Shortly after turning sixteen, the older white Mazda began breaking down on us so we were forced to sell it to a recycler but the little green sedan held on with us for a couple more years. I’ll always have fond memories of those first vehicles and the impact that having access to my own car had on me.
In this “Ear To The Pavement” segment, we are going to share our thoughts on the Automotive market for 2023.
With the predicted improvement in the chip supply, we expect 2023 to bring back relative normalcy to the market.
Most retailers are predicting a significant improvement in supply this year and the production of new vehicles to be both greater in numbers and more predictable for the future. Will we have an immediate return to pre-2020 new vehicle inventory and production levels? No, and we may not see those supply levels for some time, if ever again.
The supply chain improvement and potentially tightening economic factors will bring back more pricing competition between new and late-model used cars and the reduction of dealers willing to overpay for your used car. Because it will be easier to obtain a new unit directly from the manufacturer and the manufacturers will support dealers with selling tools such as rebates, cash back, and low-interest rates, which have been largely absent the past couple of years, it will make selling your used own car more like 2019 instead of ’21 and ’22.
To thrive in this new environment we just have to remember not only how we sold in 2019, but more importantly how we will sell in 2023 and beyond.
We will utilize all of our resources and take an organized tactical approach to listing your vehicle. We research the current value, and the best market, and make a detailed first-class presentation of our car that is in ready-to-sell condition, and have a step-by-step guide of how to complete the transaction at our fingertips.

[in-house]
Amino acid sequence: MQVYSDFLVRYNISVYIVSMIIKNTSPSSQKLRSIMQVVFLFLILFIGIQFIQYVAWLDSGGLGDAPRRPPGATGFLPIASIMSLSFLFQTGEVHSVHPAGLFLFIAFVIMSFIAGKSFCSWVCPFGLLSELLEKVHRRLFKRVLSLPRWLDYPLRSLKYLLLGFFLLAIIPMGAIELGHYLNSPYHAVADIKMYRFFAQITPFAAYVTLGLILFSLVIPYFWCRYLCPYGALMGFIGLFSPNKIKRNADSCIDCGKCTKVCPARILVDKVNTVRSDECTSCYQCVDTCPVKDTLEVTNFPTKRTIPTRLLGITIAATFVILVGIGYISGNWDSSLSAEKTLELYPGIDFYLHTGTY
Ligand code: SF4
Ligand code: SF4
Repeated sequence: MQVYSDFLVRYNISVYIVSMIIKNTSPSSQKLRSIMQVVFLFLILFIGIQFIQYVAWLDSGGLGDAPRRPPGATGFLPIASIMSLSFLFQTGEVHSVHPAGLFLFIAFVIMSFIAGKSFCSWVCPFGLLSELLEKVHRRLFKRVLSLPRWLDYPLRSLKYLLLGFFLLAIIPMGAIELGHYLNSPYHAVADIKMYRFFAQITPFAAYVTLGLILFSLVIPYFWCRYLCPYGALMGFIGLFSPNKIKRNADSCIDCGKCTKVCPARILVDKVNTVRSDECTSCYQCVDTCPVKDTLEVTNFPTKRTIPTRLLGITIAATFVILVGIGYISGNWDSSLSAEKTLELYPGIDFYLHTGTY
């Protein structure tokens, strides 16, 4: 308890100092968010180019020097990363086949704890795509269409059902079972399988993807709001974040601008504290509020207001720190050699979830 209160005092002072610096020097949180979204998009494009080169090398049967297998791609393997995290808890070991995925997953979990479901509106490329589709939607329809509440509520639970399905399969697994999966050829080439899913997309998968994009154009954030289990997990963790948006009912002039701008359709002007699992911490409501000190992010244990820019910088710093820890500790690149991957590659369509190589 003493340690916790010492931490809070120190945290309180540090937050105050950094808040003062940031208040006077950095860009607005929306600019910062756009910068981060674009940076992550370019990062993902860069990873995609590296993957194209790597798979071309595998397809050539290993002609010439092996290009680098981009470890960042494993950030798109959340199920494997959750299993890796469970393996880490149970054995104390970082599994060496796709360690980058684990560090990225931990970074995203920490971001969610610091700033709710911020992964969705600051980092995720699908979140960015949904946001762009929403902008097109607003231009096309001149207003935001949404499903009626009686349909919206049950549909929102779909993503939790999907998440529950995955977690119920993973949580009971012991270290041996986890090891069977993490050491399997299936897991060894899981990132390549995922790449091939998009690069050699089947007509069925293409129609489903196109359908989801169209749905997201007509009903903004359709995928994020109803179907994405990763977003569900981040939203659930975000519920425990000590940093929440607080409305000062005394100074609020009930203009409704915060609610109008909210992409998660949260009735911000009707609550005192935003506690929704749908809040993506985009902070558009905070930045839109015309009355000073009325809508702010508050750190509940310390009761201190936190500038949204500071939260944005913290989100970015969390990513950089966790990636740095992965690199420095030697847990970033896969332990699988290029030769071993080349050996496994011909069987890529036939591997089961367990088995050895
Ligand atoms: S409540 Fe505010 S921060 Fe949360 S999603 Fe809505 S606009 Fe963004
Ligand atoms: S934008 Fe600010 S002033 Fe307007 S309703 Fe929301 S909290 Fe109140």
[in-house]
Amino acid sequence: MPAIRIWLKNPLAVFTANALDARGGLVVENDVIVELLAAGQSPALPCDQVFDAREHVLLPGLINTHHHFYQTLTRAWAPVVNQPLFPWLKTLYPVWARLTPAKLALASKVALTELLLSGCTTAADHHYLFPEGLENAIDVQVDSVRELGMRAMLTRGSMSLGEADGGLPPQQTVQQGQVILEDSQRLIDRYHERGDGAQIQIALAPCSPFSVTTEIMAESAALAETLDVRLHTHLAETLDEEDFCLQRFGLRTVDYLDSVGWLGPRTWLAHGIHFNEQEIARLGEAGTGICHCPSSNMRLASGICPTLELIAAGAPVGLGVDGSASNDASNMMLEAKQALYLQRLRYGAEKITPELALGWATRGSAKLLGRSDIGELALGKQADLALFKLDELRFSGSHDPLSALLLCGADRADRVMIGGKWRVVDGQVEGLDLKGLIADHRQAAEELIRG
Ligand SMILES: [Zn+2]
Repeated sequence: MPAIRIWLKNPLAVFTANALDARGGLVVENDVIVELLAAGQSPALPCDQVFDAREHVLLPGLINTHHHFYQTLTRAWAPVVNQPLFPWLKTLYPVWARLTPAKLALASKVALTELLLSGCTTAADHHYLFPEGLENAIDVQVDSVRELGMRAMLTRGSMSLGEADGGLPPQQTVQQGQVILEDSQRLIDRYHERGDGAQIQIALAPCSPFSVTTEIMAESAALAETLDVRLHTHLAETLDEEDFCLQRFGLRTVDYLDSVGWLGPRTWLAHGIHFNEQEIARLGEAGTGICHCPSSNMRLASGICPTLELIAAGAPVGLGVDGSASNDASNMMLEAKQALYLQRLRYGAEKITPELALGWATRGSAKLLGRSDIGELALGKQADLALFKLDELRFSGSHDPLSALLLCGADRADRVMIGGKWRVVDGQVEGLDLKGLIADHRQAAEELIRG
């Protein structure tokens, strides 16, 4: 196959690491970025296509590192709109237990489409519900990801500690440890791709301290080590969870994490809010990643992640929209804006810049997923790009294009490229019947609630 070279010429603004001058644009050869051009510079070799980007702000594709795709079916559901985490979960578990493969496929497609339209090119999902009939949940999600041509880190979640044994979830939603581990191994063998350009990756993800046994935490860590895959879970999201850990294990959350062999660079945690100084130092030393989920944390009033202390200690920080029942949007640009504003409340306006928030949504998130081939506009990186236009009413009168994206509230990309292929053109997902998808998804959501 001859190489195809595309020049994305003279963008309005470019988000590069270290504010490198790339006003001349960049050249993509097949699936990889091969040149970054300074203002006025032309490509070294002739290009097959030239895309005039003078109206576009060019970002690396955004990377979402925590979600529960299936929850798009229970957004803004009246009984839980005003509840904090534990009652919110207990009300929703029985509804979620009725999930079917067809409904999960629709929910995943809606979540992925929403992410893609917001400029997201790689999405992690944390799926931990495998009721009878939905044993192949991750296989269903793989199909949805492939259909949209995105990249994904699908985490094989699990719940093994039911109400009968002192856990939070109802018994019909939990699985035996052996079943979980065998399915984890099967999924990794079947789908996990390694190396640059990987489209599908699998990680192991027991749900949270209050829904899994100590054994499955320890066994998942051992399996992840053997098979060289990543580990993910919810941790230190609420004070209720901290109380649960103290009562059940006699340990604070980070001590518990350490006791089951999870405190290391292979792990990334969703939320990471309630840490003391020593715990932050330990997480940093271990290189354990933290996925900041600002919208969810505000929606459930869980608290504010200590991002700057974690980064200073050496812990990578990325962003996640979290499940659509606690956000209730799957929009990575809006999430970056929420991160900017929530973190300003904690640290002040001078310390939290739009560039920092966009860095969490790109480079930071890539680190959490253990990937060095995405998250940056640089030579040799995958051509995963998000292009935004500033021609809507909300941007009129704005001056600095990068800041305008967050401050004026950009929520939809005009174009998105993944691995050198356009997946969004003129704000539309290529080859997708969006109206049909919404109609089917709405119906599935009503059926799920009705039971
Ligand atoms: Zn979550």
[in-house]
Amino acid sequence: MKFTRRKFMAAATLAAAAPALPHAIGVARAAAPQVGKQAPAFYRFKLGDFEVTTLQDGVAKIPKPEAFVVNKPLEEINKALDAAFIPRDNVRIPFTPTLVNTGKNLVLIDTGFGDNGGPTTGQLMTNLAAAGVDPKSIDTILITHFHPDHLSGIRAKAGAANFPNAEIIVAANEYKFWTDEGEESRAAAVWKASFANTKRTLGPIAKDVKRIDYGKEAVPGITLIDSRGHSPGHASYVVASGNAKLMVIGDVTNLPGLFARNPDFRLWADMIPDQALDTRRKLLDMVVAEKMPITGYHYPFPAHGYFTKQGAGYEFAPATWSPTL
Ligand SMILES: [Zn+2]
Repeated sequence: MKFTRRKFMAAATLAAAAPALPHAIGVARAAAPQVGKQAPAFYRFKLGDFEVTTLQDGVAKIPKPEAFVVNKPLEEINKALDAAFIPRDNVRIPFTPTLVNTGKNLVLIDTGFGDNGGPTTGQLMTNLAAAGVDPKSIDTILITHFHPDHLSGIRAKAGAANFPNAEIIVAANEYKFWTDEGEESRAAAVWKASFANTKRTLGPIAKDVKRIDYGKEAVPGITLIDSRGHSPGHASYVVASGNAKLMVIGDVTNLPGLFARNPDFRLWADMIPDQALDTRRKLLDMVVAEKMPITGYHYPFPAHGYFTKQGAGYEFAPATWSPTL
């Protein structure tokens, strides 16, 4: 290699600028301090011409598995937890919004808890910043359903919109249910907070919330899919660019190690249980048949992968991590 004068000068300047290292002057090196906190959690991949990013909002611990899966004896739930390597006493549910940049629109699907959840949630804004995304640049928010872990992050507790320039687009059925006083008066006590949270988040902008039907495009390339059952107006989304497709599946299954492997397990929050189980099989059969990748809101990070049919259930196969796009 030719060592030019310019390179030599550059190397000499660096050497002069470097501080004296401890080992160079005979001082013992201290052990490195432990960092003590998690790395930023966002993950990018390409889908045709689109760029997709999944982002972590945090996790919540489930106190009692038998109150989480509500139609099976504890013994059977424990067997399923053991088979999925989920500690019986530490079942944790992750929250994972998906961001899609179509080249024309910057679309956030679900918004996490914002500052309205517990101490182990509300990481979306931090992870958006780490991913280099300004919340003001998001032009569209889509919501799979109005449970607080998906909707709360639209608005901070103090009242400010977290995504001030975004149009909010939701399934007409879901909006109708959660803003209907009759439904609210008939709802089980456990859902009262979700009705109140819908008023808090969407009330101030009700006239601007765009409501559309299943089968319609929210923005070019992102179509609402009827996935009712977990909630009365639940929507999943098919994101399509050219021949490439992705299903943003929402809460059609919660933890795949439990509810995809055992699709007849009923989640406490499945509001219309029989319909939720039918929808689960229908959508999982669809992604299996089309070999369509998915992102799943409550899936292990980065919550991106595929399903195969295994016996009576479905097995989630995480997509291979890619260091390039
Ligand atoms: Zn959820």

Everyone remembers their first car and the stories of freedom it created. When you grow up the son of an Automobile dealer, the excitement is magnified due to all the neat cars coming and going, always wondering, “Is this the one?”
Each time a cool car would come into the dealership you would hover around it hoping to hear “this one is yours” However, after many Trans Ams, Datsun Z cars, Camaros, Broncos, Blazers, and a multitude of other social life-changing machines came and went, I never heard those words! One day a very nondescript 1980 White Datsun 4X4 Pickup truck was parked around the side of the dealership and I was asked to take it and haul some boxes and other items over to another facility.
I climbed in the truck and started it up, which fortunately was only a few years old and reasonably clean. It was pretty hot that day so I reached for the AC to find that this truck didn’t have that feature, no problem I thought I will roll the windows down and listen to some tunes, the windows were manual crank so that took a trip around to the passenger side to get the 235 air conditioning going, for those younger than boomers and early Gen Xers, 235 AC is 2 windows down and 35 miles per hour to create airflow! Once back in the driver’s seat to find one of the great Rock N Roll stations of the 80’s only to find this radio was AM only, once again it is likely many aren’t familiar, so a quick web search will yield some cool American Radio history and how large of a part the great FM radio stations of the era were a critical part of a teenager life find and that AM radio wasn’t what you wanted after the 1960s!
It is reasonable to say the trip to haul boxes of files to another facility was uneventful and unfulfilling in a 1980 White Long Bed 4 Speed base model (no power equipment with vinyl floor and seats) Datsun truck with an Aluminium Camper Shell. After running multiple errands with this truck through the week I learned this would be the vehicle designated mine, admittedly there was some disappointment, but most importantly I had gained transportation, freedom, and hopefully, an instantly improved social life, plus my dirt bike would fit in the bed and I liked to hunt, fish, and camp and this wasn’t the worst vehicle for those pursuits. I expressed huge appreciation and in return became the designee for anyone who needed anything hauled.